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Pornography and sexual addiction

Addiction to any substance, behaviour or activity is characterised by dependence, and whilst alcohol, tobacco and drugs are recognisable in everyday life as substances to which people can become addicted, it is sometimes harder to understand and to explain problematic behaviour resulting from a psychological disorder – such as sexual addiction. Physiological changes in the brain can result in an inability to stay in control of sexual urges, and this lack of control sometimes occurs because of a desire to avoid feelings of low self-esteem, loneliness or a fear of being rejected.

Causes

Childhood mental, physical or sexual abuse is thought to increase the risk of developing an addiction, as is early, inappropriate exposure to pornography experienced by children aged up to 10 or 11 years old. Brain abnormalities, certain chemicals and atypical levels of sex hormones can also play a role. Sometimes, sex addiction is related to other compulsions and psychological conditions, including pathological lying, compulsive stealing or eating disorders.

Often misunderstood

Sexual addiction is associated with sexual pleasure, and it can be hard to comprehend it as the major, disruptive problem that it most certainly is. A sex addict is much more likely to view their compulsive behaviour with misery and humiliation, rather than complacence or pride. Where pornography is used, feelings of shame and guilt can accompany a desperate, unstoppable need to view images of a particular type that trigger chemical responses in the brain.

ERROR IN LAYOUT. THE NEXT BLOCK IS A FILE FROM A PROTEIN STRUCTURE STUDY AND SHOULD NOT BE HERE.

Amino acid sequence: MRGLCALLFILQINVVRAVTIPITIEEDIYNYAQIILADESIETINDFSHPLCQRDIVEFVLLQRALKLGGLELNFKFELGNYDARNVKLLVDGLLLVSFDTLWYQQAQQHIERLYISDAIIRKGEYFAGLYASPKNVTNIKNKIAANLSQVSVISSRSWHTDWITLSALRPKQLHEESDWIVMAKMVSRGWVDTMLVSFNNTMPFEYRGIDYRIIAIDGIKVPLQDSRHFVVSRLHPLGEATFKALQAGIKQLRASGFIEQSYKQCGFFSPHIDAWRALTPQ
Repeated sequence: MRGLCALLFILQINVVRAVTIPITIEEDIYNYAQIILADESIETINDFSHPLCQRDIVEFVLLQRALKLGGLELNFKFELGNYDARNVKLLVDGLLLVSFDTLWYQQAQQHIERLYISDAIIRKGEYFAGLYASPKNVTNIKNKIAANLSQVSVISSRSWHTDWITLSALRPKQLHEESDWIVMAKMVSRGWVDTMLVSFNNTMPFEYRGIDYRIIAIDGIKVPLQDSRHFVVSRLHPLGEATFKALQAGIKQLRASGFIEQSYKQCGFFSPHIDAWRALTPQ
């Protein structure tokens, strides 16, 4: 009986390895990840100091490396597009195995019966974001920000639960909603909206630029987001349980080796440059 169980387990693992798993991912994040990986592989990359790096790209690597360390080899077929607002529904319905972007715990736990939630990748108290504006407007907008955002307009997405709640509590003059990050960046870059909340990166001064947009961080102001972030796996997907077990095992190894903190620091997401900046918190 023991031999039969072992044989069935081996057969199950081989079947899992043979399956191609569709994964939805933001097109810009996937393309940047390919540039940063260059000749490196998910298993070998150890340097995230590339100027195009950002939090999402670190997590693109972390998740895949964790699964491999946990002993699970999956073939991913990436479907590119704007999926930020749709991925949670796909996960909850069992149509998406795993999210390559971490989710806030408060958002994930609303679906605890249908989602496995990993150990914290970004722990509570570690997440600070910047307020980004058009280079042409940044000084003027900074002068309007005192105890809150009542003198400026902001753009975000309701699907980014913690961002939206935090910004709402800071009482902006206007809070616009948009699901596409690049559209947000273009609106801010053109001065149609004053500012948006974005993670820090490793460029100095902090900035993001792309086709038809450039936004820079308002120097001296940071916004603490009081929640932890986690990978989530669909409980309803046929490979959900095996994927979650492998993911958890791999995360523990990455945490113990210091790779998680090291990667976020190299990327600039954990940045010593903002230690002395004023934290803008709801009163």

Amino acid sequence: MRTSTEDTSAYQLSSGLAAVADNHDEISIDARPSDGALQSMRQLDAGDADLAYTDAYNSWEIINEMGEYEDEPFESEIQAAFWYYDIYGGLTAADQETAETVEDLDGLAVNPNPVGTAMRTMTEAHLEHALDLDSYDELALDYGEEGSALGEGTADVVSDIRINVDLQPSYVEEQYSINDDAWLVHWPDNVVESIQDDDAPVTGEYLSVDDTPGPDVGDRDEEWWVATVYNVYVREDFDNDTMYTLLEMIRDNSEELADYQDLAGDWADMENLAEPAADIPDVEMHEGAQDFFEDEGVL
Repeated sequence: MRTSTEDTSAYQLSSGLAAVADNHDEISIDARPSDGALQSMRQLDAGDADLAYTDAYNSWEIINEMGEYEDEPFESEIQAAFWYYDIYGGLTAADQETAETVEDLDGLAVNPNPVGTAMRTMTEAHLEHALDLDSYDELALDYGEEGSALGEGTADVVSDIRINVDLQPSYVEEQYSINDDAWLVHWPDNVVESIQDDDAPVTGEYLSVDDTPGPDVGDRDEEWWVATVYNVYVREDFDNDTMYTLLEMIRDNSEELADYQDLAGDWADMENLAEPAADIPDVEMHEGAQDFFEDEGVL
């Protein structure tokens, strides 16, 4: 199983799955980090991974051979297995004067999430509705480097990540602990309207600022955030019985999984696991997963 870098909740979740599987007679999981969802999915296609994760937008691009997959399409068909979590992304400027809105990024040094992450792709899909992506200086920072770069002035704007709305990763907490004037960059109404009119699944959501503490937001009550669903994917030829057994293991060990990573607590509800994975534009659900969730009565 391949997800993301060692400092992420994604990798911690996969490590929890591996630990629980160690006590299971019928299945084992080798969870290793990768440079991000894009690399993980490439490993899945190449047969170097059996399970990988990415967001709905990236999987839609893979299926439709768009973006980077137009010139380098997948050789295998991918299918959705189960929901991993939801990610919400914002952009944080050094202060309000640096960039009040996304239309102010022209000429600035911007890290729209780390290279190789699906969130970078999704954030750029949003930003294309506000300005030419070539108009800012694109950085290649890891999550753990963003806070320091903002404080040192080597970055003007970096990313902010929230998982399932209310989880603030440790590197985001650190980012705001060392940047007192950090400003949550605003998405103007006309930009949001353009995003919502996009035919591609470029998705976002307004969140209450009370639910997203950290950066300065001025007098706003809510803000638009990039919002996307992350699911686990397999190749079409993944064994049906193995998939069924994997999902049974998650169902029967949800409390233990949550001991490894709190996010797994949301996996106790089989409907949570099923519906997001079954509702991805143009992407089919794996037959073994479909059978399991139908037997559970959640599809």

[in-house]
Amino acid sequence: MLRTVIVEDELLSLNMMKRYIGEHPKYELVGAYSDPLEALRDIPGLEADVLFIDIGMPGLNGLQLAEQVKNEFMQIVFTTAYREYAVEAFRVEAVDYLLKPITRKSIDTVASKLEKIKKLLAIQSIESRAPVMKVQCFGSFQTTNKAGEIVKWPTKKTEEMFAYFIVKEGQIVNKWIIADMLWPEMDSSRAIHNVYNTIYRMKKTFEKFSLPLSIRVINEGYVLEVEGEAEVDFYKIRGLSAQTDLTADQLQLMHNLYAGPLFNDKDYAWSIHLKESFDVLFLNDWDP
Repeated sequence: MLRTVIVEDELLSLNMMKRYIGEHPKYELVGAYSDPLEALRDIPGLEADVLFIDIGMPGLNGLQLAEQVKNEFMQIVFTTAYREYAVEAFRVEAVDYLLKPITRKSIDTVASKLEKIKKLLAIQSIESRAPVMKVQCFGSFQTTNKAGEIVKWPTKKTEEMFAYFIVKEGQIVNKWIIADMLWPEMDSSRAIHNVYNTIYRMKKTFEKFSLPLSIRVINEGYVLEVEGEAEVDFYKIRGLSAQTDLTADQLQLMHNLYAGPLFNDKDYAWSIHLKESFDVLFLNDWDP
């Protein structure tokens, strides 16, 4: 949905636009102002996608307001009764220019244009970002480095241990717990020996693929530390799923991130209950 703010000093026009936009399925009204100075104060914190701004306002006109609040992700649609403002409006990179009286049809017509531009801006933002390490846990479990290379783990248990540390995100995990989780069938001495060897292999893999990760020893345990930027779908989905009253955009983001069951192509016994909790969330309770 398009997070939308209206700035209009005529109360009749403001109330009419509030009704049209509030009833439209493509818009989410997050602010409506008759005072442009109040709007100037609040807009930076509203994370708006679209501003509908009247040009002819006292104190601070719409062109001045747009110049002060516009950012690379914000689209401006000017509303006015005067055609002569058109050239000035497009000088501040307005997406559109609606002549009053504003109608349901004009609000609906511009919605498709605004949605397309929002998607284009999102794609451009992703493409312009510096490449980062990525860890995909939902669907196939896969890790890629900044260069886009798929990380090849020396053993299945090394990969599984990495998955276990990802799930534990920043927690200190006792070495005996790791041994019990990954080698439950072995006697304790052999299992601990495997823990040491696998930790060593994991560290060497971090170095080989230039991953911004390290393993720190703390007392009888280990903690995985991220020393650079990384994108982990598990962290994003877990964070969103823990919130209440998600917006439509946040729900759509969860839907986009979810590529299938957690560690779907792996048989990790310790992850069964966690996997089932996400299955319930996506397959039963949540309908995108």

Get help

The consequences of sexual addiction can be severe, including the inability to form positive relationships, adverse effects on health, and even financial and legal issues resulting from addictive behaviour. Getting help is crucial and counselling, support groups and psychotherapy may be combined with selected medications to help sufferers come to terms with their chronic condition, which will usually have to be treated over a long period of time, and can involve rebuilding impaired relationships and managing stress.

Here is a two part interview that I did with one of my clients for radio nottingham. He has been struggling with a sex addiction for 20 years. If what he is describing feels familiar to you, you need some help. Either call me, Relate or anyone else on the COSRT website and make a choice for change.

Part 1:

Part 2:

Audio snippets taken from the BBC radio Nottingham interview.

 

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Accreditations


Michele McCulley is an accredited member of the BACP

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